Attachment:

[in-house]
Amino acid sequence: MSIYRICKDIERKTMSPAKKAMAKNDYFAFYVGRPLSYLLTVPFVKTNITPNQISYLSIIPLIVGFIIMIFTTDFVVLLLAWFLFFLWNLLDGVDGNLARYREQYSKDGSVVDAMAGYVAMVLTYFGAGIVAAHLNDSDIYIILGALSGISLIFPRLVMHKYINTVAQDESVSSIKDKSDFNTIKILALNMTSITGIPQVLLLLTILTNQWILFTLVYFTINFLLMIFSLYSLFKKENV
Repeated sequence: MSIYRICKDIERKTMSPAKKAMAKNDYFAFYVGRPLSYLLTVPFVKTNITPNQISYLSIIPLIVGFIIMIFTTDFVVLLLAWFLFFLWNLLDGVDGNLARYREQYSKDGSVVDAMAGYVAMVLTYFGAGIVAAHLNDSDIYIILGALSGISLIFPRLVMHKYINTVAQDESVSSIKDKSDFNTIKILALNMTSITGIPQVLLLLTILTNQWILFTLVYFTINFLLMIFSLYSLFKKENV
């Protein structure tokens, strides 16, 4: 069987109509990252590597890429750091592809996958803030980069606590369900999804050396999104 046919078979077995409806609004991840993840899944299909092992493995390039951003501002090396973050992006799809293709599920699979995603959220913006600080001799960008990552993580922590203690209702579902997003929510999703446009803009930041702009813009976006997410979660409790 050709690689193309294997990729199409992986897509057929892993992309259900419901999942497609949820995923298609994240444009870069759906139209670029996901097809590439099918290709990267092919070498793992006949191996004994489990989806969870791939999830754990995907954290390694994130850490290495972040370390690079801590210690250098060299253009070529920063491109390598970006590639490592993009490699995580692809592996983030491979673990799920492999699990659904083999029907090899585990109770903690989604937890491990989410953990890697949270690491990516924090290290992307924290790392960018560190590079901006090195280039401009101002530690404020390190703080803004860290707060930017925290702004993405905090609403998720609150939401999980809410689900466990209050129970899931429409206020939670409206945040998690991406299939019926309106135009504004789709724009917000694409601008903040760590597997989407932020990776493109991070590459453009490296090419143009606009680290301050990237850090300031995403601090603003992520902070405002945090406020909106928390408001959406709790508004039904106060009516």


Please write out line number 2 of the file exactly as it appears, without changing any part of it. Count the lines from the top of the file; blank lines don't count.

Amino acid sequence: MSIYRICKDIERKTMSPAKKAMAKNDYFAFYVGRPLSYLLTVPFVKTNITPNQISYLSIIPLIVGFIIMIFTTDFVVLLLAWFLFFLWNLLDGVDGNLARYREQYSKDGSVVDAMAGYVAMVLTYFGAGIVAAHLNDSDIYIILGALSGISLIFPRLVMHKYINTVAQDESVSSIKDKSDFNTIKILALNMTSITGIPQVLLLLTILTNQWILFTLVYFTINFLLMIFSLYSLFKKENV